Conversation Groups for Children of Divorced Parents – an Emerging Social Representation for a New Service in Schools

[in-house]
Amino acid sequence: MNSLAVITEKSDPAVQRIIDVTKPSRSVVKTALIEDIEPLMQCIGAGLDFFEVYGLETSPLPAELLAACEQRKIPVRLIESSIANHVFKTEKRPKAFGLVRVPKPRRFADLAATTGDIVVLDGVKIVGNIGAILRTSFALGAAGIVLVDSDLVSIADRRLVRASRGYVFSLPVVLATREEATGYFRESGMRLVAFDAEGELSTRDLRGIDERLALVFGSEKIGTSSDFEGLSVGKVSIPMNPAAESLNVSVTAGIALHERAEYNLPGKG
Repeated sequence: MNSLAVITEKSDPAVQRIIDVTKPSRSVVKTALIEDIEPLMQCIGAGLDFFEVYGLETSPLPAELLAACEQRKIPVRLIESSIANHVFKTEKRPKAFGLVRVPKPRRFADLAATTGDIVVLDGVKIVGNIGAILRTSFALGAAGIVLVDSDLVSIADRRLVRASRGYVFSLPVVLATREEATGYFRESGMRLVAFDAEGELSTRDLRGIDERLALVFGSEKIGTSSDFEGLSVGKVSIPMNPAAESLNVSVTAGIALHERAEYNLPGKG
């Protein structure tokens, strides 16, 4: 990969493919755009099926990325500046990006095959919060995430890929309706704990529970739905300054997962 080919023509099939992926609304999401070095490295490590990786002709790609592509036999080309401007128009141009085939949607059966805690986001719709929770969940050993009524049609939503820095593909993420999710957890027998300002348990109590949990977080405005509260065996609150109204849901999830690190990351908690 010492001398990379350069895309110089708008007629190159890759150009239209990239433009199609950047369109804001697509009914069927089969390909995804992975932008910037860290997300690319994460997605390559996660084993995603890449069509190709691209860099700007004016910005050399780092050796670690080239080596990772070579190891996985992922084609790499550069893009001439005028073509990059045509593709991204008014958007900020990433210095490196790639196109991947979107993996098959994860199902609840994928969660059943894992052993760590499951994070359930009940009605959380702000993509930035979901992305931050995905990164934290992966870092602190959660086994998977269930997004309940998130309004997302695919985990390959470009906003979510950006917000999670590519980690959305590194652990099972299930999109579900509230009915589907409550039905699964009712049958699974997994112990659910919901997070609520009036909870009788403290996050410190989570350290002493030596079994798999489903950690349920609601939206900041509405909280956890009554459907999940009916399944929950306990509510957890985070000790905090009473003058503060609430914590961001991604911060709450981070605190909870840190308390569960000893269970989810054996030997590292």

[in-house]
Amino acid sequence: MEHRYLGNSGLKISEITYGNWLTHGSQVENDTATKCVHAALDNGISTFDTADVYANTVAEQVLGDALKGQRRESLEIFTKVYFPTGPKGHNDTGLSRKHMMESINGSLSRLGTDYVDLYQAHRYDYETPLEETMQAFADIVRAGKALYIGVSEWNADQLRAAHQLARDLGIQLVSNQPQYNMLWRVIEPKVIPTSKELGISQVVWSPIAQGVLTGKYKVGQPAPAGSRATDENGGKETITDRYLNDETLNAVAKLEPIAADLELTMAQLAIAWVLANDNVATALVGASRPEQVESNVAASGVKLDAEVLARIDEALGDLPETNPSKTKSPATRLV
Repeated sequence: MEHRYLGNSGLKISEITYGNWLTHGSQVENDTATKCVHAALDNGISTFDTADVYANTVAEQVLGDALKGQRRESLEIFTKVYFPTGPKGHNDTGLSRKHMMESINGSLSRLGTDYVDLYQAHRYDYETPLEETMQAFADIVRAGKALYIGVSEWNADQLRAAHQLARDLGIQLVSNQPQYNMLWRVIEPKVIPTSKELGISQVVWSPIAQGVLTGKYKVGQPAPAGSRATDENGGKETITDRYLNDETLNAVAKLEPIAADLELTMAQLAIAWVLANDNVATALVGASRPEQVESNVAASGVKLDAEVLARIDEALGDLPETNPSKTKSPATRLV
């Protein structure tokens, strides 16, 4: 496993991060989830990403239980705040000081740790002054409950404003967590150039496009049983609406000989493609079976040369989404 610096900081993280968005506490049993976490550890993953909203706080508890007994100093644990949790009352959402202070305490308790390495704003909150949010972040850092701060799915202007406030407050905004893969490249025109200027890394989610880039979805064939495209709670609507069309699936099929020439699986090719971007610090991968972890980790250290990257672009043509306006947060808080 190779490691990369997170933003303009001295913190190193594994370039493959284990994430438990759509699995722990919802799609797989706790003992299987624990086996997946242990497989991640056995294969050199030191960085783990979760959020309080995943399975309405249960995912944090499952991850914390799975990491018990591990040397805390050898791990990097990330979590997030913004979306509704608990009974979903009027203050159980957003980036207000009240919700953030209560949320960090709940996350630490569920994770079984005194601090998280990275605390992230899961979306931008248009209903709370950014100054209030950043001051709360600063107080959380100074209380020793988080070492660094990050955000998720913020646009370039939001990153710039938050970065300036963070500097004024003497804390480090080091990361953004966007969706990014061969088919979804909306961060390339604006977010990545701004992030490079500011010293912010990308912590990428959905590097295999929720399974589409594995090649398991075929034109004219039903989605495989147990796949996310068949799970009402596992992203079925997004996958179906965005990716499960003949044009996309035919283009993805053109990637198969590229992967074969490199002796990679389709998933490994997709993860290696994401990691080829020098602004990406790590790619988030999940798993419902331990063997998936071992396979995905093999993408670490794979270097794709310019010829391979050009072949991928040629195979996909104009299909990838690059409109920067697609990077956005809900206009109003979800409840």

This article analyses the social representations (henceforth, SR) of children of divorced parents in connection to conversation groups. This is a new practice, with no prior tradition at dansih schools, and requires investment and reseources to convince other professionals about the necessity of this intervention. In such a new field of practice, meanings and rationales are contested and fuzzy. Thus, when it comes to establishing these conversation groups, basic assumptions about what children need, what the school´s role should be, and what the teacher´s role and responsibilities are, is discussed and debated. alex Gillespie (2020 in press) argues that people become defensive when they meet challenges to their existing worldview and convictions. He calls these disturbances `disruptive meanings`. He proposes an analytical model to identify defense tactics at three interconnected levels: organizational, interpersonal and intrapersonal. Using this analytical framework on professionals for this role show various defense strategies at play to avoid disruptive meanings of this new service, and to defend the intervention program. Both hegemonic and emancipated SR (Moscovici 1988) of the needs of children of divorced parents appear when professionals argue, which seems to inform the practices and interpretation of children in the conversation groups.